Between a sun and crescent moon, he stood on deck and filled his lungs. Wind circled in the palm of his hands. Pithy, these thoughts of meditation, cacophonies of bondage caught inside an untranslated meaning of a smile. A man’s world was always noisy. He preferred the roar of cities, the motion of land, and people. He gazed at the shadow standing by the Bridge of Baiae and asked why lakes carry a belly full of sky. Then let his hands fall, like the colour of jade, into uncaring waters.
One paw touched a cold kerbstone. I thought she was a jill. Her form too feminine for a jack. Against the wet tarmac I saw long ears with black tips, longer hind legs, distinguishing her from a rabbit. The fur on her back was dense, brown and grizzled, yellow colouration on her flanks led to a soft white underbelly. Maybe she was a witch? Her eyes were still open; startled as they searched for the moon.
Grandad taught him how to make a coal fire. He would wait to hear the outside coal bunker being rattled, then grab his blanket and run downstairs, taking pole position on the sofa overlooking the fireplace. Something hypnotic floated in a cold morning air. A soft hush from ash, shovelled from under the stool-grate and placed on yesterday’s headlines. Miner’s hands turned and twisted; paper turned into perfect firelighters. Precision and experience constructed beds of coal and kindling. A strike of a match, the thud of a damper. Golden glows filled the room. He laid back and breathed in the magic.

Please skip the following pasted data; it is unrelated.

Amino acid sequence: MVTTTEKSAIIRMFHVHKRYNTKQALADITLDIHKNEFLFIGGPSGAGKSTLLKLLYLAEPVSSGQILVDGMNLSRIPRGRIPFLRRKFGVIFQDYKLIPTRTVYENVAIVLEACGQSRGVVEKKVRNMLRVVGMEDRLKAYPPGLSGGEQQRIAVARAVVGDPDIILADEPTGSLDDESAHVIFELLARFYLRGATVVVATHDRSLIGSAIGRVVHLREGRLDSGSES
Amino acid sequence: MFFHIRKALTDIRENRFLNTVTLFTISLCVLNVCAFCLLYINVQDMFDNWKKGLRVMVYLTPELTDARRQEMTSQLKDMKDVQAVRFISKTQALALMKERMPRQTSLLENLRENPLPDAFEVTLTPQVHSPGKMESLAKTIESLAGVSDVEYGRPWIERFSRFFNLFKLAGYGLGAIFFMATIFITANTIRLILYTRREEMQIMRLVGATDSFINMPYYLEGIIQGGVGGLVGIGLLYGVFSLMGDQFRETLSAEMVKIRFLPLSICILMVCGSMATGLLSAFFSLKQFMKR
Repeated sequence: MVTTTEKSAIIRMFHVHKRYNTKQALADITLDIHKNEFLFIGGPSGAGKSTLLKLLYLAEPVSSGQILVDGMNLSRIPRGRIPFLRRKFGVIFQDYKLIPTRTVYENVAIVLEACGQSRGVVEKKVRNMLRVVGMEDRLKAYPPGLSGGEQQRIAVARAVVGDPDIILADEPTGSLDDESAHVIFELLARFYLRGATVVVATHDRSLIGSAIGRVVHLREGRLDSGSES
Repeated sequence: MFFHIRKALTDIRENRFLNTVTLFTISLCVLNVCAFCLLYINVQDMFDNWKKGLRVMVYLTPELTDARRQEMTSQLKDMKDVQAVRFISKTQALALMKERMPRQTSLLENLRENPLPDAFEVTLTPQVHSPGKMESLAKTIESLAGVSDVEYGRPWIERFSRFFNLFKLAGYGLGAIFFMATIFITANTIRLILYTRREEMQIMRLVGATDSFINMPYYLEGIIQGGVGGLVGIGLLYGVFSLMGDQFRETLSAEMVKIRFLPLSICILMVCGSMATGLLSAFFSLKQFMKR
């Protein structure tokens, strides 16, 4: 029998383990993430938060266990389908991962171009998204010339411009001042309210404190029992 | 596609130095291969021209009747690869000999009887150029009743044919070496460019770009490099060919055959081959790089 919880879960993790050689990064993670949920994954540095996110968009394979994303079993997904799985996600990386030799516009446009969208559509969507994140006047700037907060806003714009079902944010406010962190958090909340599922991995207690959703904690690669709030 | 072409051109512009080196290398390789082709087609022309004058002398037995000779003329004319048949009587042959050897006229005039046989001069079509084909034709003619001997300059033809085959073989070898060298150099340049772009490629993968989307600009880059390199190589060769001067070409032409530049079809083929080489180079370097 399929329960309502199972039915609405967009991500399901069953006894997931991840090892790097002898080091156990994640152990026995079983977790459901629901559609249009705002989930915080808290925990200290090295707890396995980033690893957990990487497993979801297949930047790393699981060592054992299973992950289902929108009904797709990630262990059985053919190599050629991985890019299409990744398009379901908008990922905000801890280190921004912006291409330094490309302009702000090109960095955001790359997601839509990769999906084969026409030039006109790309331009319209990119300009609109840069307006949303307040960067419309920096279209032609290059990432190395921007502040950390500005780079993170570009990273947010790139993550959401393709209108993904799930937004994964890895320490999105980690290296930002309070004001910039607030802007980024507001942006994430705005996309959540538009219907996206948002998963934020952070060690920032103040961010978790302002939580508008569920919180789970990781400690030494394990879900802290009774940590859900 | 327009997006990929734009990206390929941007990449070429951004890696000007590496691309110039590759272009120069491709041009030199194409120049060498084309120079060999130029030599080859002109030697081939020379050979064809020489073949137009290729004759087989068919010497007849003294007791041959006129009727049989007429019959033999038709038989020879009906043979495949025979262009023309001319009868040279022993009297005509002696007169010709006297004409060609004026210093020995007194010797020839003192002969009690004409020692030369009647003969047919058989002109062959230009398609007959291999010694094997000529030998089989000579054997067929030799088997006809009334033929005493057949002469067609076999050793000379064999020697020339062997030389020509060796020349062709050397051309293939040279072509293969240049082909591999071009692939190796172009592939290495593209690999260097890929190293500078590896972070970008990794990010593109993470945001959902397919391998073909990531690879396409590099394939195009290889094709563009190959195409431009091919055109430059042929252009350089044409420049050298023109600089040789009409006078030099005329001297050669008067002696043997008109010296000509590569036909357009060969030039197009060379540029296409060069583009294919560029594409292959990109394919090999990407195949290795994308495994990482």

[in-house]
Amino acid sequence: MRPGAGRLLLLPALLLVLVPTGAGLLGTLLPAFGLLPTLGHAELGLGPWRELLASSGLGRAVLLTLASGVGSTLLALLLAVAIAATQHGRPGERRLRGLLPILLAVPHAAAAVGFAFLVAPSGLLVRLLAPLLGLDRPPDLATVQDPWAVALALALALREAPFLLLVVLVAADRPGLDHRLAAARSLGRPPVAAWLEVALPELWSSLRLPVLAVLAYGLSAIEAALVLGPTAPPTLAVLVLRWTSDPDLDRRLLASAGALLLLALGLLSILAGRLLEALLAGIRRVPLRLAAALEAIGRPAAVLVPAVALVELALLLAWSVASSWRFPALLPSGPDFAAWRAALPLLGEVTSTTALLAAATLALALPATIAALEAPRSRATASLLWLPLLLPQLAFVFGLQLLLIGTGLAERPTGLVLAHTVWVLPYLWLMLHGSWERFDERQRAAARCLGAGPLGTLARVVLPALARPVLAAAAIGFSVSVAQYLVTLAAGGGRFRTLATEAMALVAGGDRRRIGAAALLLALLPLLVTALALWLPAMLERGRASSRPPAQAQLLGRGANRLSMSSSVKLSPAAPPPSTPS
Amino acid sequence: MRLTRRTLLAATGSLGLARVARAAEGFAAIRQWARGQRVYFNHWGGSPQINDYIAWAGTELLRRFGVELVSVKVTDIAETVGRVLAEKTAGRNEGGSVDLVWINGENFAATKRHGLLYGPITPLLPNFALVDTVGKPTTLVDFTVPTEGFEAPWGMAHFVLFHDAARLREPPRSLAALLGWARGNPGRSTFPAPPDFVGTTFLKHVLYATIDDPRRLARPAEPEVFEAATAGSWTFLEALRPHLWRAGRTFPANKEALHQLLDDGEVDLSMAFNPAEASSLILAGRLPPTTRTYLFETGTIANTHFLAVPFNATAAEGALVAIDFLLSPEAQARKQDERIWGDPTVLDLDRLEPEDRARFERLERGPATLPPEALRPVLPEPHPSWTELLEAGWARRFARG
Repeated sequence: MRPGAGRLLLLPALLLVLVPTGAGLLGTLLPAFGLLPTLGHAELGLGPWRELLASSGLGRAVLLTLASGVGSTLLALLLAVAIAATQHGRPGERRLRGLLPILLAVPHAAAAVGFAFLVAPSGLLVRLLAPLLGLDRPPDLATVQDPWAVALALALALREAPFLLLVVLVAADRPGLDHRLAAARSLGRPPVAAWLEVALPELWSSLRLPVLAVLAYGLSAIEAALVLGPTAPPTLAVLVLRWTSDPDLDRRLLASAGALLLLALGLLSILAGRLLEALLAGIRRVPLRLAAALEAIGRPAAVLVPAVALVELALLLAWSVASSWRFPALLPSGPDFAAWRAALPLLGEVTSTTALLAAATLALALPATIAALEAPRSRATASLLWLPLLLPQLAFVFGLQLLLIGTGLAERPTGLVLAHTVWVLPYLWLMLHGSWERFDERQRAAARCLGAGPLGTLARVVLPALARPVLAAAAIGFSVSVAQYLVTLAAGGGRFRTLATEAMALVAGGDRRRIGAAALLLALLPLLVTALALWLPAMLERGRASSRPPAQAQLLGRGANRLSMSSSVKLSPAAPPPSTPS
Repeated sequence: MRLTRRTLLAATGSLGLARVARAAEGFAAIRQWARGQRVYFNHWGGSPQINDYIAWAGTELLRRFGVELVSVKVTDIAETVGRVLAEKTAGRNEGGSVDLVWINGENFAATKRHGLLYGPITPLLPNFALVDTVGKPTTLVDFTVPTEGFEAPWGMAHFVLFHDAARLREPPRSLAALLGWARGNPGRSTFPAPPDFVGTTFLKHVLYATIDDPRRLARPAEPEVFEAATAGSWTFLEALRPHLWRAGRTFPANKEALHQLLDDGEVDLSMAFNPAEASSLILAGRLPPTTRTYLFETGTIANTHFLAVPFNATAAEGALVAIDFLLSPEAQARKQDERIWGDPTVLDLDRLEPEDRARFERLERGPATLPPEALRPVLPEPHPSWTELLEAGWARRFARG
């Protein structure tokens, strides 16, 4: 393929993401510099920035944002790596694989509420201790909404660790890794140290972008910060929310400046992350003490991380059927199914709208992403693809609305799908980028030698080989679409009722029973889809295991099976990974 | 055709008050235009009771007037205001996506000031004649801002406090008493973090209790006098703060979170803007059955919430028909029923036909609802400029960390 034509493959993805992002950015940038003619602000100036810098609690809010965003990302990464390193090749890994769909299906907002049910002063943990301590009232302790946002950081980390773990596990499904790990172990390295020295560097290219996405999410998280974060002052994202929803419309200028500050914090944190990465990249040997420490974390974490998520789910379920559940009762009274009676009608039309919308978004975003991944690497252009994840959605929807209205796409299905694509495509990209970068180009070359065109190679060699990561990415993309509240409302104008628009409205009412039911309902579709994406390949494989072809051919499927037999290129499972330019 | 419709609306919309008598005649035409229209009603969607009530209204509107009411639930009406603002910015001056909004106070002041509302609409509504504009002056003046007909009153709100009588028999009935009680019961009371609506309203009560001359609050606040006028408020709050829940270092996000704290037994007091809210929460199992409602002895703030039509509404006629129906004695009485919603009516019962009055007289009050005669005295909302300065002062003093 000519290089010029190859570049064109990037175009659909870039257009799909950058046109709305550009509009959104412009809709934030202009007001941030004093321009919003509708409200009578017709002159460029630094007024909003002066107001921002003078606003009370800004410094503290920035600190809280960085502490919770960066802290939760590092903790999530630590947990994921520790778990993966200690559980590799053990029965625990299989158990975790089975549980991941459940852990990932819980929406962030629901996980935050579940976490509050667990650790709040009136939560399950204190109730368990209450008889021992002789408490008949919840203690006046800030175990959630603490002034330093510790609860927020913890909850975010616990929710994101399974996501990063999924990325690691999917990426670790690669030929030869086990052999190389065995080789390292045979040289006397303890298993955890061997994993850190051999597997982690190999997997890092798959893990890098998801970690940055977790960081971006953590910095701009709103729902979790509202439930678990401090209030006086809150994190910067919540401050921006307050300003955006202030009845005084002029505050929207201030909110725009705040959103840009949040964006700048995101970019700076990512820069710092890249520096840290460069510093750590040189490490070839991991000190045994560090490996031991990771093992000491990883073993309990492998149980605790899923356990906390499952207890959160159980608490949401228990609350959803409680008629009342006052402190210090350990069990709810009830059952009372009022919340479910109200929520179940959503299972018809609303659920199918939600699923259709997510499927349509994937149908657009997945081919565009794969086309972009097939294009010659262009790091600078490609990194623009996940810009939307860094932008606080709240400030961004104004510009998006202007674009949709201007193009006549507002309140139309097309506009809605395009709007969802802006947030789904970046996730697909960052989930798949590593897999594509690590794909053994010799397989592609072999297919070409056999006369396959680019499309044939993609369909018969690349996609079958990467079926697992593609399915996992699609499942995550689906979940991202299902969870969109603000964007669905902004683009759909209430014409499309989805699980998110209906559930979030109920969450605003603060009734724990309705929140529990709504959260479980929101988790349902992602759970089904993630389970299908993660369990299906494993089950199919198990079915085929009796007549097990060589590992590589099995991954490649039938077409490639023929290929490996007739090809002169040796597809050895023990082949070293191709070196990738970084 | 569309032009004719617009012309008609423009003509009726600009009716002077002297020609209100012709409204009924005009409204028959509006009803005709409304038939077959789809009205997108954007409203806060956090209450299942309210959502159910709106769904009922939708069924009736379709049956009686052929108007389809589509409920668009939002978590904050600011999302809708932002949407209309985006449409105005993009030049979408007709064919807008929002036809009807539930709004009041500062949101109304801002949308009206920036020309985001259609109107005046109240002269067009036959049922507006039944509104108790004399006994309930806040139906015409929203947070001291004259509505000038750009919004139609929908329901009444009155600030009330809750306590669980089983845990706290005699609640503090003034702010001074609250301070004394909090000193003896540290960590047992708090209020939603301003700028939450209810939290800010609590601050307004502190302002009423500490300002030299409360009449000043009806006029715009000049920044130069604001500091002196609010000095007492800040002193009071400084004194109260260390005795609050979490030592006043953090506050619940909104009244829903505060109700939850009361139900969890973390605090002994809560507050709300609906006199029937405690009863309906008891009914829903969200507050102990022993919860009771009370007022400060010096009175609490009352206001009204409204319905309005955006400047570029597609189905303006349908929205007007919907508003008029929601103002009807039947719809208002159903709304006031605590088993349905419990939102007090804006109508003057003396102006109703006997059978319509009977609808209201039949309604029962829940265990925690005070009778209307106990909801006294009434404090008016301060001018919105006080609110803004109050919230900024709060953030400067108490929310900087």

He had never seen a sparrowhawk this close. Three metres at most, as he camouflaged himself behind Aloe Vera’s across his window. Blue silvered wings shrouded her prey. Powerful limbs and speckled chest absorbed dawn sunlight.
Peck by peck she dismantled. A carpet of young pigeon feathers laid to confirm her regal status. His slight twitch alerted her. Sparrowhawk and carcass gone. Upstairs, his 6 a.m. alarm, a lament for a grieving mother, floated through the Mede.